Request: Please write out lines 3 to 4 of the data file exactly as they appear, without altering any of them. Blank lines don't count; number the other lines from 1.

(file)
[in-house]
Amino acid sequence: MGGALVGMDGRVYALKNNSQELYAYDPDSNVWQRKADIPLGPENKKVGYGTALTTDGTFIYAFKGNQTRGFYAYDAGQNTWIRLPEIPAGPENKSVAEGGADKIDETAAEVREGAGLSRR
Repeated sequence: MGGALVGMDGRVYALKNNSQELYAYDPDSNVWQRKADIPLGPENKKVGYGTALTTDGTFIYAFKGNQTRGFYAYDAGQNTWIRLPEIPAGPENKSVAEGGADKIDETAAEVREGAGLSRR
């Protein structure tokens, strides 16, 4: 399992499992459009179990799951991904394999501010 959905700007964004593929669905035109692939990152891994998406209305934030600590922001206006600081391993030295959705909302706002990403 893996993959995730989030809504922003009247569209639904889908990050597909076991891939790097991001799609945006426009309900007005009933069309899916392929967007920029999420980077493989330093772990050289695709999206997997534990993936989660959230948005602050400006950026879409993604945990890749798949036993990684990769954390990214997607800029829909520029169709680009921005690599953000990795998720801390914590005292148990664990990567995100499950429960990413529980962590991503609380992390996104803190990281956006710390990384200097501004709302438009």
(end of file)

Repeated sequence: MGGALVGMDGRVYALKNNSQELYAYDPDSNVWQRKADIPLGPENKKVGYGTALTTDGTFIYAFKGNQTRGFYAYDAGQNTWIRLPEIPAGPENKSVAEGGADKIDETAAEVREGAGLSRR
């Protein structure tokens, strides 16, 4: 399992499992459009179990799951991904394999501010 959905700007964004593929669905035109692939990152891994998406209305934030600590922001206006600081391993030295959705909302706002990403 893996993959995730989030809504922003009247569209639904889908990050597909076991891939790097991001799609945006426009309900007005009933069309899916392929967007920029999420980077493989330093772990050289695709999206997997534990993936989660959230948005602050400006950026879409993604945990890749798949036993990684990769954390990214997607800029829909520029169709680009921005690599953000990795998720801390914590005292148990664990990567995100499950429960990413529980962590991503609380992390996104803190990281956006710390990384200097501004709302438009």